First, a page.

The VDB mint, for example, only minted less than 300,000 Wheat pennies in the year 1909, making them worth a great deal more than a penny minted in 1910 in any of the U.S. mints. Value can also change from collector to collector, as some collectors are more interested in certain years than others.
Some years were also more prone to imperfections or mistakes in the minting process that make the coin even rarer as only a few were minted because they were mistakes.
The 1955 double die Wheat penny, for example, can be worth thousands of dollars.
Pennies with the mint stamped on them are usually worth at least a penny or two more than a regular penny, regardless of whether or not they are actually rarer than one without it.
Proofs are coins specifically minted to be collected and may cost more than the worth of the coin itself.
These coins are typically hand polished before being sold to the public and are kept in absolute mint condition, sometimes better than uncirculated coins, because they typically arrive already in some kind of casing and rarely exchange hands.
Due to the fact only a limited amount of proofs are minted for each year of coins, even an unremarkable mint year’s proof will be worth considerably more than the regular value of a coin minted that year.
Not all coins have a proof version, however, as mints only really started minting proofs as the coin collecting hobby took off in the United States.
Grading a Penny
Grading a penny is the most important part of determining its worth, as damage can knock the value down by hundreds of dollars in the case of some pennies.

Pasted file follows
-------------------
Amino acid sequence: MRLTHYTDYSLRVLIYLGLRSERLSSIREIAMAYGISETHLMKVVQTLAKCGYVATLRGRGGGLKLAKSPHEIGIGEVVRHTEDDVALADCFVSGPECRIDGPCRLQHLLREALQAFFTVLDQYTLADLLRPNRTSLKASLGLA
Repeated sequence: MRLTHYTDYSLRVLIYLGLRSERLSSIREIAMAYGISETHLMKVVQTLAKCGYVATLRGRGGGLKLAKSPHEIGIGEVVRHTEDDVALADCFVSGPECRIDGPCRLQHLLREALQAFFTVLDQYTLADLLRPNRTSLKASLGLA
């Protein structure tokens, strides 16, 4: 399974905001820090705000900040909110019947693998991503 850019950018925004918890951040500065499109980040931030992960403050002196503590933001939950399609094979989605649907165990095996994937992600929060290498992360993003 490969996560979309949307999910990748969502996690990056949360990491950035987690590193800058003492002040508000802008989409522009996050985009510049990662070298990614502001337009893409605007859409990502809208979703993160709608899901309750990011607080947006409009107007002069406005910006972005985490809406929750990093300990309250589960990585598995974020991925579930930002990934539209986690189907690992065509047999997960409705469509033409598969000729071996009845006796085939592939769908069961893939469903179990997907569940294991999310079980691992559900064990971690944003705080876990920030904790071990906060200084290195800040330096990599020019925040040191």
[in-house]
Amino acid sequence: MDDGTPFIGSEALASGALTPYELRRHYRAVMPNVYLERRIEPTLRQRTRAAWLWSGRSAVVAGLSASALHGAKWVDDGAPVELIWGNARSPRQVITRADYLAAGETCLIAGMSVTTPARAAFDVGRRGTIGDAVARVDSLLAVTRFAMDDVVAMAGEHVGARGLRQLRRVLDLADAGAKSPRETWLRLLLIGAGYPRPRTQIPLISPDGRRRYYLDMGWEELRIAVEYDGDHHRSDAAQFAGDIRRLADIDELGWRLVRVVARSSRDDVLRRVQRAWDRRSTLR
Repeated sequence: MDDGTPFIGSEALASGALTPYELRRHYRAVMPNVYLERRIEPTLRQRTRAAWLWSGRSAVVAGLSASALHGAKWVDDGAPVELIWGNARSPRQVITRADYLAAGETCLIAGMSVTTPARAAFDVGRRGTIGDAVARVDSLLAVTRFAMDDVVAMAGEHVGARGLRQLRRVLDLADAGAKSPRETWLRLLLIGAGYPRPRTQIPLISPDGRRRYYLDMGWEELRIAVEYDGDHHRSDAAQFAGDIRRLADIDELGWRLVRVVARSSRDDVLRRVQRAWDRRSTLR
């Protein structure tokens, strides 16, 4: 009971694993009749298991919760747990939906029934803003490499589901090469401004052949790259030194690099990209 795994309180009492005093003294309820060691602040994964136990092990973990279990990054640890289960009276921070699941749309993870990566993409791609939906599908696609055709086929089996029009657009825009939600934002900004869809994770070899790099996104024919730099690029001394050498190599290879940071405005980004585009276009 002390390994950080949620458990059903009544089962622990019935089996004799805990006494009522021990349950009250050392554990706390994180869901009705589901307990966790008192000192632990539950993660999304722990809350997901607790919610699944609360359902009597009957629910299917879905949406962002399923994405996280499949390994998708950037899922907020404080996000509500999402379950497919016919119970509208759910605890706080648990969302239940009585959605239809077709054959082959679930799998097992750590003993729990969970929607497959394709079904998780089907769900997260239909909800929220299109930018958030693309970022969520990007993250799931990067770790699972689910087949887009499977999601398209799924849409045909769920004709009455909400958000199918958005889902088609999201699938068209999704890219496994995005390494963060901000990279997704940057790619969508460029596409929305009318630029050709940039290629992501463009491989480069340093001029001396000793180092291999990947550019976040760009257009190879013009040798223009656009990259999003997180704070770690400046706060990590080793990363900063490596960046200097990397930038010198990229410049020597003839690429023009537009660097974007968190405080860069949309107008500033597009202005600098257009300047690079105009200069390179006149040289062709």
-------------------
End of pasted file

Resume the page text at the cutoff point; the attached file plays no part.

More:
Lincoln Wheat pennies are graded on a 1 to 70 scale, with 1 being the worst and 70 being the best.
A penny rated 1 would be heavily damaged and hardly recognizable, whereas a penny rated a 70 would look like it had never circulated before in pristine condition.
Color can also be a good indicator of the penny’s value, as pennies that are shinier and brighter tend to be in better condition and worth more. Many collectors choose to visit a third-party evaluator to get an estimate of the worth of the penny.
1952 Wheat Penny Value
Lincoln Wheat pennies from 1952 are considered largely unremarkable by the coin collector community as so many where produced that year.
Pennies that are unmarked by a mint or were minted in Denver are worth $0.07, whereas pennies minted in San Francisco are slightly rarer and are valued at $0.09.
This value is still obviously more than what the penny is actually worth when in circulation, but is not much in the realm of coin collecting.
During 1952 there were three mints producing Wheat pennies: San Francisco (S), Denver (D), and Philadelphia (P), adding to the amount of coins produced that year.
There are a few exceptions to this rule, however, with imperfections and bad mints being worth more than the average 1952 Wheat penny.
The most popular imperfection on a 1952 Wheat penny is the 1952-D D/S Re-Punched Mint Mark. This penny has a slight “s” visible under the “d” mint mark and goes for a small premium amongst collectors.
This is not uncommon for coin collecting, coins minted with obvious mistakes on them typically sell for a great deal more than the average regular version of that coin does.
Proof coins are also considered to be worth more, but can be considerately more rare than a regular 1952 Wheat penny. 1952 Wheat penny proofs can go for $30 to $40 depending on the grading of the penny, but still are not as rare as proofs for other coins.